After giving the scenario, and saying that it may be taken as proof that I is false, Hume then goes on to say the words that have so puzzled commentators, namely, "this instance is so singular, that it is scarcely worth our observing, and does not merit that for it alone we should alter our general maxim." This reasoning is, at least at first glance, of type s, mb : Rs(~Bmb(IF)T). That is, it's an argument that s is a reason for thinking the missing shade of blue is not a reason for thinking I false. Now, how does our understanding of Bmb affect our understanding of this line of reasoning?
If Bmb should be understood as mb : RmbM(IF), then the idea would appear to be this: the missing shade of blue really is a legitimate reason for thinking that it is possible for I to be false. But the singularity of the case could mean, among other things, that it is unlikely, and perhaps not even possible, for I to be false under conditions that would actually obtain in the real world. Thus I can be taken to be true as a "general maxim" on the original argument Hume made.
If Bmb should be understood as mb : Rmb(IMF), then the point of mentioning the singularity of the case is not to say that it's so unusual that it might not ever occur, but that it's so unusual that even if it does occur it's not a good reason for taking I as Hume actually understands it to be false. For instance, the idea might be that Hume is only interested in what generally occurs "in the wild" (in a restricted application of the principle), not under highly artificial circumstances like that which the missing shade of blue would have to be.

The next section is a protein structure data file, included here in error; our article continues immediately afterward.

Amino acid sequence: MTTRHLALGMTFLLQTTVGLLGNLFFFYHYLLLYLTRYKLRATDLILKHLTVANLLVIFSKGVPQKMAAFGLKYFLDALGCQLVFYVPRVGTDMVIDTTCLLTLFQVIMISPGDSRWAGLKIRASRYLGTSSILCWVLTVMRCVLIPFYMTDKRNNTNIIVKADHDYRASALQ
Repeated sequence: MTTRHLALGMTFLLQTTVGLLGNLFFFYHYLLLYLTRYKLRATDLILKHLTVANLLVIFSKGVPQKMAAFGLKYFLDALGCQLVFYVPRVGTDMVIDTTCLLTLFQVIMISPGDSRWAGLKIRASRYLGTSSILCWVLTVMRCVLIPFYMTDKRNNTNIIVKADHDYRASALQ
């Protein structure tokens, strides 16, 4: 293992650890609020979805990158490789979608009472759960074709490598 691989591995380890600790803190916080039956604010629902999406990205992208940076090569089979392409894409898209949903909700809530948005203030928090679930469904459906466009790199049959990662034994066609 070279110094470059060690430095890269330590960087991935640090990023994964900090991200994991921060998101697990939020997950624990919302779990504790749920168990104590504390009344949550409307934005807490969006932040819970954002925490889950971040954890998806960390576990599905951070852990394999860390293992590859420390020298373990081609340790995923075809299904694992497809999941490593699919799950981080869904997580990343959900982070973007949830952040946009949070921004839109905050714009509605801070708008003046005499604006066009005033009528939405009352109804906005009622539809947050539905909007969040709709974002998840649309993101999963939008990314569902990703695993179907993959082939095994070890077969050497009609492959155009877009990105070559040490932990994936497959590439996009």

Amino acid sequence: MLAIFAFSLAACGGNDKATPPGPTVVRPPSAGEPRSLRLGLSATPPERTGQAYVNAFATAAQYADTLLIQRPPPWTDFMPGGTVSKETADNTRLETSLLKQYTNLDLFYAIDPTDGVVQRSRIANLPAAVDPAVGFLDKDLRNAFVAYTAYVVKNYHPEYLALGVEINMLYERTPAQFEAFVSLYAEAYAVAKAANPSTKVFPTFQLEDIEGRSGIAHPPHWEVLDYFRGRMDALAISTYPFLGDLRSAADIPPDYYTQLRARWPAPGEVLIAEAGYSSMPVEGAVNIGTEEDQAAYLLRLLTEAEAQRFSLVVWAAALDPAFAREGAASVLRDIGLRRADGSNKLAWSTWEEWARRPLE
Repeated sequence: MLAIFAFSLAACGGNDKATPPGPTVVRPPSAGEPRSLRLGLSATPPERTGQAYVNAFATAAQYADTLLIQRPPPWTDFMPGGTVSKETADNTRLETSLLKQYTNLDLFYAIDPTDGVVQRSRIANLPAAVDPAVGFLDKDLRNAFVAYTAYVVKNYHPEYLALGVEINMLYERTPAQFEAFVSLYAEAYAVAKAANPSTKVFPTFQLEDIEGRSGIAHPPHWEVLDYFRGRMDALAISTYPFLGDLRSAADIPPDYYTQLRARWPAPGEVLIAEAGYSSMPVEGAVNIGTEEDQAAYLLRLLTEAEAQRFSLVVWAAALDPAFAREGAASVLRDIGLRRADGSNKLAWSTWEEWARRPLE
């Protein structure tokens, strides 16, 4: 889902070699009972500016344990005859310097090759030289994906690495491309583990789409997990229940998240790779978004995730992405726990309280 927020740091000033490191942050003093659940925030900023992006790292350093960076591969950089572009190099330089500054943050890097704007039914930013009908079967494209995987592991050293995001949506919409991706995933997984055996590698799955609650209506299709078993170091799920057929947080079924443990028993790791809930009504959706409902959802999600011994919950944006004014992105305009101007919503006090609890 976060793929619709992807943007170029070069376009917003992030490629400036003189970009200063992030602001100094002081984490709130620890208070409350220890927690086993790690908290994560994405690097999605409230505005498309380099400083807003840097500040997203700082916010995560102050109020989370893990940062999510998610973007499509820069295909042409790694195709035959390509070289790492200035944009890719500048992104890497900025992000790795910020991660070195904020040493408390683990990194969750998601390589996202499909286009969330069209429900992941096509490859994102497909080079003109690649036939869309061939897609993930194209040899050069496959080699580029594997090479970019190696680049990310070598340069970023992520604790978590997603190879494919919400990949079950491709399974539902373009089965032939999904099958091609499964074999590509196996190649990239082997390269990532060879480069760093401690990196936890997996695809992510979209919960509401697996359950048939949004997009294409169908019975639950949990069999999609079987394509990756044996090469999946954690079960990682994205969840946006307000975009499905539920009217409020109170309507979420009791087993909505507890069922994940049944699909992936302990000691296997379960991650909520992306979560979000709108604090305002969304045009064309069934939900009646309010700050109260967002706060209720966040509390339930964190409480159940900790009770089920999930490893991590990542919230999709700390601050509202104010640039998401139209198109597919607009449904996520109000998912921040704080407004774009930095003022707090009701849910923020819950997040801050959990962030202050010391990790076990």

If Bmb should be understood as mb : MRmb(IF), then the singularity of the case would indicate that the scenario is not even a good candidate for an argument that I is false. This would seem to be contradicted by what Hume says immediately before this ("this may serve as a proof"), although, of course, that carries a typical Humean ambiguity: it may serve as a proof, but does Hume think it really does serve as one, or is he just observing that other reasonable persons might think it does? But it does seem less likely, so we can perhaps set aside the mb : MRmb(IF) as an unlikely possibility.